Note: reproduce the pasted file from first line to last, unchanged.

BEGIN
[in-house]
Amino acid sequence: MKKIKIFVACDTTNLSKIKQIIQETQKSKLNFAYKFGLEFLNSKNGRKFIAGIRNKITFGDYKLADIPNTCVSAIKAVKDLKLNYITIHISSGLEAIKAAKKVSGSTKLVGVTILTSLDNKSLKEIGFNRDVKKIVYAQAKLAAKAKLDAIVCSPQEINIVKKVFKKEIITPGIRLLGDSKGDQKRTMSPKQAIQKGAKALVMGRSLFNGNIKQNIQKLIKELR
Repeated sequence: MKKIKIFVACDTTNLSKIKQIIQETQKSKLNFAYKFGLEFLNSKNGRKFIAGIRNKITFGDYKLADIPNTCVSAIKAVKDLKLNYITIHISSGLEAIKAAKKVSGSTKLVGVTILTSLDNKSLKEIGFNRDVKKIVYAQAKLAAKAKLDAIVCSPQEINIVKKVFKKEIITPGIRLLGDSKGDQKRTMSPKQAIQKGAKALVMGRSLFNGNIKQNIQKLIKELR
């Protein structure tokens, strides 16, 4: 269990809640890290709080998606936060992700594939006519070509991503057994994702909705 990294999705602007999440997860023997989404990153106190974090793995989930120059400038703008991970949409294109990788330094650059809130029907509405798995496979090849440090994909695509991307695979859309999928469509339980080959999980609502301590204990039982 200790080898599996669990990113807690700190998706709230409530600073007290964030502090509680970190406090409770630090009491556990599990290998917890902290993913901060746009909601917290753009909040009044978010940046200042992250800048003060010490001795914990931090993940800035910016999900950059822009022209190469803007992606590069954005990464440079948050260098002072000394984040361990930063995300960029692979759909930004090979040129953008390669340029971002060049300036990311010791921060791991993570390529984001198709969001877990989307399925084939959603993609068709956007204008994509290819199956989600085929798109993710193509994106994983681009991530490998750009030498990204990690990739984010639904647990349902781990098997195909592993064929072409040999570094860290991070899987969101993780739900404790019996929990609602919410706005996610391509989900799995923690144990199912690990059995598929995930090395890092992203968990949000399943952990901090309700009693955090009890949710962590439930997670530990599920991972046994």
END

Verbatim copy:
[in-house]
Amino acid sequence: MKKIKIFVACDTTNLSKIKQIIQETQKSKLNFAYKFGLEFLNSKNGRKFIAGIRNKITFGDYKLADIPNTCVSAIKAVKDLKLNYITIHISSGLEAIKAAKKVSGSTKLVGVTILTSLDNKSLKEIGFNRDVKKIVYAQAKLAAKAKLDAIVCSPQEINIVKKVFKKEIITPGIRLLGDSKGDQKRTMSPKQAIQKGAKALVMGRSLFNGNIKQNIQKLIKELR
Repeated sequence: MKKIKIFVACDTTNLSKIKQIIQETQKSKLNFAYKFGLEFLNSKNGRKFIAGIRNKITFGDYKLADIPNTCVSAIKAVKDLKLNYITIHISSGLEAIKAAKKVSGSTKLVGVTILTSLDNKSLKEIGFNRDVKKIVYAQAKLAAKAKLDAIVCSPQEINIVKKVFKKEIITPGIRLLGDSKGDQKRTMSPKQAIQKGAKALVMGRSLFNGNIKQNIQKLIKELR
């Protein structure tokens, strides 16, 4: 269990809640890290709080998606936060992700594939006519070509991503057994994702909705 990294999705602007999440997860023997989404990153106190974090793995989930120059400038703008991970949409294109990788330094650059809130029907509405798995496979090849440090994909695509991307695979859309999928469509339980080959999980609502301590204990039982 200790080898599996669990990113807690700190998706709230409530600073007290964030502090509680970190406090409770630090009491556990599990290998917890902290993913901060746009909601917290753009909040009044978010940046200042992250800048003060010490001795914990931090993940800035910016999900950059822009022209190469803007992606590069954005990464440079948050260098002072000394984040361990930063995300960029692979759909930004090979040129953008390669340029971002060049300036990311010791921060791991993570390529984001198709969001877990989307399925084939959603993609068709956007204008994509290819199956989600085929798109993710193509994106994983681009991530490998750009030498990204990690990739984010639904647990349902781990098997195909592993064929072409040999570094860290991070899987969101993780739900404790019996929990609602919410706005996610391509989900799995923690144990199912690990059995598929995930090395890092992203968990949000399943952990901090309700009693955090009890949710962590439930997670530990599920991972046994």